America was once a place where college was the conduit to success. The cost of college was affordable. Moreover, if a loan was necessary for college, it used to be affordable and could be paid off without interfering with any budding professional’s financial dream or financial prospects. College provided every student upward mobility. There are many ways to do this, however, students need a loan to go to college now, meaning that lending from parents may not give success to the kid but instead cause friction between family members. Every parent assisting a kid or co-signing a loan for the kid had the notion that they prepared their kid for success.
That reality is no more. Universities and colleges are gouging students with ever-increasing tuition and fees. Lenders inasmuch as they have access to cheap money are lending to students at rates higher than rates pre-financial system collapse. Huffington Post says:
On average, the annual cost of education at public schools has risen 57 percent since 2005 to nearly $18,000, according to College Board figures Sallie Mae cites in its latest quarterly pitch to investors. Students at private schools are paying more than $39,000, or nearly 44 percent more than they did in 2005.
The so-called “cost of attendance gap”, or the difference between what a four-year degree will cost incoming freshmen versus the amount of government loan money available to them, has risen over the past 10 years by 59 percent to nearly $152,000 for the typical student who started at a private school in 2011, Sallie Mae tells investors. For public school students, the gap has increased 90 percent to about $69,000.
Sallie Mae loans, which are relatively more expensive now than they were before the financial crisis, help “bridge the funding gap,” the company says.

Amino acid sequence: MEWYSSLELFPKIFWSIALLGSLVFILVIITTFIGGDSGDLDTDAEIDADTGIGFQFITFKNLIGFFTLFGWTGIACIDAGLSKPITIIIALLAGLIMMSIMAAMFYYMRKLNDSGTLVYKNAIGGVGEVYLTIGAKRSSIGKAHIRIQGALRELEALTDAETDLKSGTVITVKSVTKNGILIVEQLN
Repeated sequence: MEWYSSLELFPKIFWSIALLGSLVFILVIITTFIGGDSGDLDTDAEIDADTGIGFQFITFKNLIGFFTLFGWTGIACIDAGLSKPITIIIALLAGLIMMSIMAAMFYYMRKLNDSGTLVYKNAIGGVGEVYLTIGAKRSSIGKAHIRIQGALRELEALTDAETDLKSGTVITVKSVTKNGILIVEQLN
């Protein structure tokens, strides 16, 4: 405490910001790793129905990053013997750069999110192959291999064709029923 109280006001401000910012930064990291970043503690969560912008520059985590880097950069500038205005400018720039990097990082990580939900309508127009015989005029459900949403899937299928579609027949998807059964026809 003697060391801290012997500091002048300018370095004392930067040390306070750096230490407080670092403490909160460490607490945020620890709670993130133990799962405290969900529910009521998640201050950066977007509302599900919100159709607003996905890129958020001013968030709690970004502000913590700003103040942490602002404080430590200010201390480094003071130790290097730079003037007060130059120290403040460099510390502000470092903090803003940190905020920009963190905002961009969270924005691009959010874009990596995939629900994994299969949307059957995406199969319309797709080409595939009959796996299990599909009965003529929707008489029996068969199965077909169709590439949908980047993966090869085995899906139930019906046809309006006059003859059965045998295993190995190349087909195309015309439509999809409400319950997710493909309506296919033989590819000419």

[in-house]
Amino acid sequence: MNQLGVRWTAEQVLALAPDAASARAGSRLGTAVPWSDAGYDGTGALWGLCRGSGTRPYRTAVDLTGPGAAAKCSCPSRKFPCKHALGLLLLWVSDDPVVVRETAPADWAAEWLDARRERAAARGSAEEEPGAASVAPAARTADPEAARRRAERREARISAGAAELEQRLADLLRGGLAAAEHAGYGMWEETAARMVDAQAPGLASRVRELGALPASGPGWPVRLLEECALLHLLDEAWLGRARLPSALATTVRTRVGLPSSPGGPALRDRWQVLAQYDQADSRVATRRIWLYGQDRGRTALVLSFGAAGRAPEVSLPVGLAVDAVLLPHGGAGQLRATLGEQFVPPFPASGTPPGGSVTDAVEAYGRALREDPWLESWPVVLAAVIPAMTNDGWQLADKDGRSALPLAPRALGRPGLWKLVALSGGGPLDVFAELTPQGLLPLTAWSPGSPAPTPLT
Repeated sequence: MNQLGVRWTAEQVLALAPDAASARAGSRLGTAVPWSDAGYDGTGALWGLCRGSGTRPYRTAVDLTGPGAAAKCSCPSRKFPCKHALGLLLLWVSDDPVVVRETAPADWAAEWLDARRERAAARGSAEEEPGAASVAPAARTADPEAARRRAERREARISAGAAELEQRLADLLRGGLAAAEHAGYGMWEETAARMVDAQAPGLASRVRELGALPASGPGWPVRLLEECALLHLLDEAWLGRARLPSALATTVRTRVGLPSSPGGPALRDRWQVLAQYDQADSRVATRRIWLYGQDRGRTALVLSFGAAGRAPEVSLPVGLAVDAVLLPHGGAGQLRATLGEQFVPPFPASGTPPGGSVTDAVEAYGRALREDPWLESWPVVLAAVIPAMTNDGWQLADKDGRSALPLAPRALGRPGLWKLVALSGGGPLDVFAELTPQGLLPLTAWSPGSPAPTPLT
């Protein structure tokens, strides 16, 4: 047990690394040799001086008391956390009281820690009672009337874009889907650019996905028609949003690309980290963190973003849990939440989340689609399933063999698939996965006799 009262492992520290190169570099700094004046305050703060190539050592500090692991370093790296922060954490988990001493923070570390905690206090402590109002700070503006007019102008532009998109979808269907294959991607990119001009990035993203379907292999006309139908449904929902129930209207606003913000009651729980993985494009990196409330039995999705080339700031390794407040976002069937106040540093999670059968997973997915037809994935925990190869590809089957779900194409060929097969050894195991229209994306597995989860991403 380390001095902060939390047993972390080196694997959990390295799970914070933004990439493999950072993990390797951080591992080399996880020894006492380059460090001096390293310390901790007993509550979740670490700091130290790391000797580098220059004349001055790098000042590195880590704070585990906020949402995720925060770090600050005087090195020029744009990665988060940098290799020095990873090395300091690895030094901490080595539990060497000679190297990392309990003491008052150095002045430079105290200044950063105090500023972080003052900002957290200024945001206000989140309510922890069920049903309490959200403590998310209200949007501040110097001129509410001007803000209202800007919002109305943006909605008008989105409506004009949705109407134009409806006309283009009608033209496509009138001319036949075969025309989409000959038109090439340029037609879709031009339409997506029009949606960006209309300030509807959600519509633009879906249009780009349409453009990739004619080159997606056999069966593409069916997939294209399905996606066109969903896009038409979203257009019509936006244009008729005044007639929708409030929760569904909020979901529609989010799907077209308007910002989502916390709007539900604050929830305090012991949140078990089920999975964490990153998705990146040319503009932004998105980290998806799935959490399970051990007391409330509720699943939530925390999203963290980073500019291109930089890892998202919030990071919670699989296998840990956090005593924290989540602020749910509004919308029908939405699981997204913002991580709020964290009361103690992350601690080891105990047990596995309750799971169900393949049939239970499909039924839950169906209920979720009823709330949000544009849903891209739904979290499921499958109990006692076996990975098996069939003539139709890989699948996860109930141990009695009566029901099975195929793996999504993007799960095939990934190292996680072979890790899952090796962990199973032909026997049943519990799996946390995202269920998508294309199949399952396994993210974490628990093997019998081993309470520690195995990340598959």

What is unethical is that these same Universities are investors in these lending corporations. Investors in any corporation aim to maximize their incomes at all cost. Universities have an incentive to increase their cost in order for their lenders to make larger loans and increasing profits. The Huffington Post says:
University endowments and teachers’ pension funds are among big investors in Sallie Mae, the private lender that has been generating enormous profits thanks to soaring student debt and the climbing cost of education, a Huffington Post review of financial documents has revealed.
It is hard to believe that Colleges and Universities would “screw” students and their parents. The reality is that the answer lies in the numbers. Huffington post reports:
“This is a much more subtle and much less mechanistic dysfunction than we have seen in the past,” he added.
In 2006 -- the last year Sallie Mae reported at least $1 billion in profit and enjoyed a return on equity above 20 percent -- student borrowers who took out private Sallie Mae loans that were then securitized were borrowing at interest rates that were about 4.4 to 5.0 percentage points above a benchmark borrowing rate for financial corporations known as the three-month commercial paper rate, according to a review of the company’s bond documents.
For private loans that were securitized last year, students were paying interest rates about 6.8 to 7.5 percentage points above the benchmark corporate rate.
In all, over the last three years the margin enjoyed by Sallie Mae and its investors on private loans the company securitized on average has been about 2 percentage points higher than it was in 2006 relative to the overall corporate borrowing rate.
The middle class is always under attack by those who use them as sources of income and as a commodity. When will corporation and government stop taking advantage of the poor and middle class? When will the government stop codifying into law policies that allow corporations to destroy the middle class? When will the middle-class standup to government and corporations and say NO MORE? The time is now.